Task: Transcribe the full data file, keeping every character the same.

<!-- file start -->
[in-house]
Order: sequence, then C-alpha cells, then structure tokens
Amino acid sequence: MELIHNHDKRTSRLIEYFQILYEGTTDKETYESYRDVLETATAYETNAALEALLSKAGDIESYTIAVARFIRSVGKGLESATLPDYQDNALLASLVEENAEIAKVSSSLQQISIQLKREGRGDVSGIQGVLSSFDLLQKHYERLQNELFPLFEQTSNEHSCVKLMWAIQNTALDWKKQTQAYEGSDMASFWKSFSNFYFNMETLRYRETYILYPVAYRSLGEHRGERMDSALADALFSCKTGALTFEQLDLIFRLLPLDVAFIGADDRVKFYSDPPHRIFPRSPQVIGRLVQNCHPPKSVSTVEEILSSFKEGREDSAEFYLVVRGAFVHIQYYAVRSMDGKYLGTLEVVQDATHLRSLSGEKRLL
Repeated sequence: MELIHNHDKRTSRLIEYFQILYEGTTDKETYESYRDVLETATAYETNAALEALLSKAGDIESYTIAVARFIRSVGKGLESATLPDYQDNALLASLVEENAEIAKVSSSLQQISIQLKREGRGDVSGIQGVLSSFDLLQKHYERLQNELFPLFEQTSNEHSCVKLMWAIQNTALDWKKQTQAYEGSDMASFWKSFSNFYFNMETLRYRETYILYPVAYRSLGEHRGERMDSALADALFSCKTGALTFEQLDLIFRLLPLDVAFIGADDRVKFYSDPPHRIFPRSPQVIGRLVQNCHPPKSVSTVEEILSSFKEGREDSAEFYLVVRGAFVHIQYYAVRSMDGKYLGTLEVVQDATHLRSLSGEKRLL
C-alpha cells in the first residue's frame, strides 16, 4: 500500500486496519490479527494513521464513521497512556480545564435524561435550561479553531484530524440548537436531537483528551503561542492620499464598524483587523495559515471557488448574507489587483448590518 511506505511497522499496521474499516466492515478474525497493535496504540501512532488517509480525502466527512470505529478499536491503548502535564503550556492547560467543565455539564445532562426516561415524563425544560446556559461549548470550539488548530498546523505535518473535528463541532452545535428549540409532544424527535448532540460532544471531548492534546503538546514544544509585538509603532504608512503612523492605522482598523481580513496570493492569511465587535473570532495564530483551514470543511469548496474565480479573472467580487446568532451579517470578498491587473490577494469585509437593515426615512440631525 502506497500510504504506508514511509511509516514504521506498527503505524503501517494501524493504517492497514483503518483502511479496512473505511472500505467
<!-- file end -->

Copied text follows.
[in-house]
Order: sequence, then C-alpha cells, then structure tokens
Amino acid sequence: MELIHNHDKRTSRLIEYFQILYEGTTDKETYESYRDVLETATAYETNAALEALLSKAGDIESYTIAVARFIRSVGKGLESATLPDYQDNALLASLVEENAEIAKVSSSLQQISIQLKREGRGDVSGIQGVLSSFDLLQKHYERLQNELFPLFEQTSNEHSCVKLMWAIQNTALDWKKQTQAYEGSDMASFWKSFSNFYFNMETLRYRETYILYPVAYRSLGEHRGERMDSALADALFSCKTGALTFEQLDLIFRLLPLDVAFIGADDRVKFYSDPPHRIFPRSPQVIGRLVQNCHPPKSVSTVEEILSSFKEGREDSAEFYLVVRGAFVHIQYYAVRSMDGKYLGTLEVVQDATHLRSLSGEKRLL
Repeated sequence: MELIHNHDKRTSRLIEYFQILYEGTTDKETYESYRDVLETATAYETNAALEALLSKAGDIESYTIAVARFIRSVGKGLESATLPDYQDNALLASLVEENAEIAKVSSSLQQISIQLKREGRGDVSGIQGVLSSFDLLQKHYERLQNELFPLFEQTSNEHSCVKLMWAIQNTALDWKKQTQAYEGSDMASFWKSFSNFYFNMETLRYRETYILYPVAYRSLGEHRGERMDSALADALFSCKTGALTFEQLDLIFRLLPLDVAFIGADDRVKFYSDPPHRIFPRSPQVIGRLVQNCHPPKSVSTVEEILSSFKEGREDSAEFYLVVRGAFVHIQYYAVRSMDGKYLGTLEVVQDATHLRSLSGEKRLL
C-alpha cells in the first residue's frame, strides 16, 4: 500500500486496519490479527494513521464513521497512556480545564435524561435550561479553531484530524440548537436531537483528551503561542492620499464598524483587523495559515471557488448574507489587483448590518 511506505511497522499496521474499516466492515478474525497493535496504540501512532488517509480525502466527512470505529478499536491503548502535564503550556492547560467543565455539564445532562426516561415524563425544560446556559461549548470550539488548530498546523505535518473535528463541532452545535428549540409532544424527535448532540460532544471531548492534546503538546514544544509585538509603532504608512503612523492605522482598523481580513496570493492569511465587535473570532495564530483551514470543511469548496474565480479573472467580487446568532451579517470578498491587473490577494469585509437593515426615512440631525 502506497500510504504506508514511509511509516514504521506498527503505524503501517494501524493504517492497514483503518483502511479496512473505511472500505467